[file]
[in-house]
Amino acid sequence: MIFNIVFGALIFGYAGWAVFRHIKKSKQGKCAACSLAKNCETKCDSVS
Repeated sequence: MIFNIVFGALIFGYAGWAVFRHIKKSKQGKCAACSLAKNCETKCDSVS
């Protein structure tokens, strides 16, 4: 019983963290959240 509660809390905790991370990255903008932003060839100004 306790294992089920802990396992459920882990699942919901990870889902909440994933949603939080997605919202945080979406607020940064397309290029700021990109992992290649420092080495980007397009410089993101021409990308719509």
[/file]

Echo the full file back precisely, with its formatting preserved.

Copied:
[in-house]
Amino acid sequence: MIFNIVFGALIFGYAGWAVFRHIKKSKQGKCAACSLAKNCETKCDSVS
Repeated sequence: MIFNIVFGALIFGYAGWAVFRHIKKSKQGKCAACSLAKNCETKCDSVS
């Protein structure tokens, strides 16, 4: 019983963290959240 509660809390905790991370990255903008932003060839100004 306790294992089920802990396992459920882990699942919901990870889902909440994933949603939080997605919202945080979406607020940064397309290029700021990109992992290649420092080495980007397009410089993101021409990308719509």